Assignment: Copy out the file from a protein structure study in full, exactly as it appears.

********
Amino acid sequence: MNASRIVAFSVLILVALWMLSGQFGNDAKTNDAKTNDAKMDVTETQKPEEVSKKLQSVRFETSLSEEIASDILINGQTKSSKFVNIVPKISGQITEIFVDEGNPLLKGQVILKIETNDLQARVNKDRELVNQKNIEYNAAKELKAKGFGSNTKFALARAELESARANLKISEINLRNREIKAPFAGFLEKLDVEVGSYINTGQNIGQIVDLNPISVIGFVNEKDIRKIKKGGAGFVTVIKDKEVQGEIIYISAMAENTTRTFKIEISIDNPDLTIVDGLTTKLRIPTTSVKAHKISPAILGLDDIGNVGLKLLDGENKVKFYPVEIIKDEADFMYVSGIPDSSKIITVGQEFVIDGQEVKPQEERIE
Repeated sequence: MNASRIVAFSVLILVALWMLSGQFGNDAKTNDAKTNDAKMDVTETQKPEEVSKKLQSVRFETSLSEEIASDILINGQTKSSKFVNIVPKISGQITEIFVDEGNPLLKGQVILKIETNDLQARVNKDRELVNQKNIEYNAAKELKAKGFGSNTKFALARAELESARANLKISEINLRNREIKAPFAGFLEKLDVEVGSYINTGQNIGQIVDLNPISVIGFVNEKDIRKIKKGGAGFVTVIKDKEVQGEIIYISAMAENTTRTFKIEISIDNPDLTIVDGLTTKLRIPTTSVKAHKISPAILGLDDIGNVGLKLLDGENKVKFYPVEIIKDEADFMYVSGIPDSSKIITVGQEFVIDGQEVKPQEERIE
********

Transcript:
Amino acid sequence: MNASRIVAFSVLILVALWMLSGQFGNDAKTNDAKTNDAKMDVTETQKPEEVSKKLQSVRFETSLSEEIASDILINGQTKSSKFVNIVPKISGQITEIFVDEGNPLLKGQVILKIETNDLQARVNKDRELVNQKNIEYNAAKELKAKGFGSNTKFALARAELESARANLKISEINLRNREIKAPFAGFLEKLDVEVGSYINTGQNIGQIVDLNPISVIGFVNEKDIRKIKKGGAGFVTVIKDKEVQGEIIYISAMAENTTRTFKIEISIDNPDLTIVDGLTTKLRIPTTSVKAHKISPAILGLDDIGNVGLKLLDGENKVKFYPVEIIKDEADFMYVSGIPDSSKIITVGQEFVIDGQEVKPQEERIE
Repeated sequence: MNASRIVAFSVLILVALWMLSGQFGNDAKTNDAKTNDAKMDVTETQKPEEVSKKLQSVRFETSLSEEIASDILINGQTKSSKFVNIVPKISGQITEIFVDEGNPLLKGQVILKIETNDLQARVNKDRELVNQKNIEYNAAKELKAKGFGSNTKFALARAELESARANLKISEINLRNREIKAPFAGFLEKLDVEVGSYINTGQNIGQIVDLNPISVIGFVNEKDIRKIKKGGAGFVTVIKDKEVQGEIIYISAMAENTTRTFKIEISIDNPDLTIVDGLTTKLRIPTTSVKAHKISPAILGLDDIGNVGLKLLDGENKVKFYPVEIIKDEADFMYVSGIPDSSKIITVGQEFVIDGQEVKPQEERIE